Both canned and dry foods offer their own unique benefits and disadvantages. With proper storage, dry food can safely be used until it reaches its “best by” date. It is recommended to keep air and moisture away from dry pet food. If you use a re-sealable container, either try to keep the food in its original package or save the package information that identifies the product in case of a recall. It is a myth that dry food is better for dental care and canned food is the worse for dental care. The action of chewing dry kibble does have some good qualities to help decrease tartar and break down plaque. Oral health is also dependent on genetic makeup and home oral care routines. Dry food is higher in carbohydrates because meat doesn’t stick together well in a dried form. Carbs bind with the protein and other ingredients to form each piece of kibble in dry food. Canned food is typically higher in protein but may also be higher in sugar to create that yummy gravy!  Canned food, once opened, can last up to 3 days if it is tightly sealed and immediately refrigerated. Canned food increases the amount of water your pet takes in. In cats, it is best to offer both dry and canned during kitten-hood. Down the line, if your cat needs to be on a special diet, s/he will be more willing to change from dry to canned or vice versa.

Puppy – Adult – Senior

It is important to read the labels on the bag or can of food you choose. Pay particular attention to the AAFCO statement. The wording in this statement will tell you if you have truly chosen a puppy or kitten diet versus an adult or senior diet. If it contains the words “all life stages” you have a puppy or kitten food in your hand! This means a higher calorie count for your adult or senior dog/cat that probably isn’t in need of those extra calories. Calorie counts on food and treats is readily available. We can recommend diets and formulate plans based on physical and metabolic needs as well as caloric intake (number of calories needed). These calculations will ensure that your dog or cat is getting what they need. And hey, we usually allow for a treat or two!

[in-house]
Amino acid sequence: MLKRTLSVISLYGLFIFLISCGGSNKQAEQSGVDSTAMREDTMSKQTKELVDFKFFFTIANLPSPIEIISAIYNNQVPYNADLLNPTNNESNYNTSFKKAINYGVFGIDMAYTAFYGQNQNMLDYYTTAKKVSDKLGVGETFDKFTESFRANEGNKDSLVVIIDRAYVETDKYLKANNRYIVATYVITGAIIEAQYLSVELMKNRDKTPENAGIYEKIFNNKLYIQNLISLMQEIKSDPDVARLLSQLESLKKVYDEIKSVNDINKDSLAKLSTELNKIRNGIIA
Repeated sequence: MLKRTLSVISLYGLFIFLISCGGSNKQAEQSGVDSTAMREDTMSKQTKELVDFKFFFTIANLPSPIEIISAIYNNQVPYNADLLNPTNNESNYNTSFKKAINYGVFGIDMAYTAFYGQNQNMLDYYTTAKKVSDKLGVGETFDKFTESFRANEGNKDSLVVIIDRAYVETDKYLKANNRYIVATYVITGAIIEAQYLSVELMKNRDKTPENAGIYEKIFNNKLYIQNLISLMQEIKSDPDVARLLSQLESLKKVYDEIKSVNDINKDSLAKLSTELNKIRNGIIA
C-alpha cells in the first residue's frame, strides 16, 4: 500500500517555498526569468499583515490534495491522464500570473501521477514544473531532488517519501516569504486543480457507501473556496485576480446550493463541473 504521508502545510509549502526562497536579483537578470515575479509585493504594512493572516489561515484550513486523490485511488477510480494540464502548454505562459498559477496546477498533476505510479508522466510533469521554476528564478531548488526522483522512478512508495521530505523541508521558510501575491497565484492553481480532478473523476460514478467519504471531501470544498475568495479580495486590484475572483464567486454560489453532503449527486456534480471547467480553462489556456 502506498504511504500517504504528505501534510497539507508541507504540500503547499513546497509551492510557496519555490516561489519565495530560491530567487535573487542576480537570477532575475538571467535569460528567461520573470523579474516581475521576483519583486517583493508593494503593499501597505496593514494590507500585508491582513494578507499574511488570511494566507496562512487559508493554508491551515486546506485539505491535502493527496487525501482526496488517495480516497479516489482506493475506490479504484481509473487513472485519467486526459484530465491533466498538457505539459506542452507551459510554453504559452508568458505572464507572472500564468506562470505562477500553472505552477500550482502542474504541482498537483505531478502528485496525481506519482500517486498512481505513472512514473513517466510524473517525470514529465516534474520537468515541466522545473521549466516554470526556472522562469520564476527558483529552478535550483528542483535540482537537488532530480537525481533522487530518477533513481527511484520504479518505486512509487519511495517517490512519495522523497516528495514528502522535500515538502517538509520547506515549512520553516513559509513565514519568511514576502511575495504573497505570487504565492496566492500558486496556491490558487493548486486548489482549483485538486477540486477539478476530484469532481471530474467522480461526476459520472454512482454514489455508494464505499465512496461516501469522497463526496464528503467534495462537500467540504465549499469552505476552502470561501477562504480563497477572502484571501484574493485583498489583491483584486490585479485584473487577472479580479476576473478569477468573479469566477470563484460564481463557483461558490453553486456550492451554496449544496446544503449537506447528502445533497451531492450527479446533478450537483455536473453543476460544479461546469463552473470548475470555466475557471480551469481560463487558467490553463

Choosing the correct life stage of pet food also depends on what breed of dog you have. The nutritional needs of large and giant breed puppies are different from those of small to medium breed puppies. Large breed puppies are those whose adult weight will ultimately exceed 50 pounds.  Small and medium breeds can begin switching from a puppy formula to an adult formula between 9-12 months of age. Larger breeds will continue to grow up to 2 years of age and should be switching from a puppy formula to an adult formula around a year of age.

Senior status happens at different times depending on the breed as well.  Large breeds may be considered senior as early as 5 years of age. Small to medium breed may not reach senior status until approximately 7 years of age. Many senior diets decrease the protein and increase the carbohydrates. This may be the opposite of what your senior pet needs.

There are so many parts of pet foods that we can discuss, and this page can go on and on. If you have specific questions, give us a call or bring your list of questions to your next visit!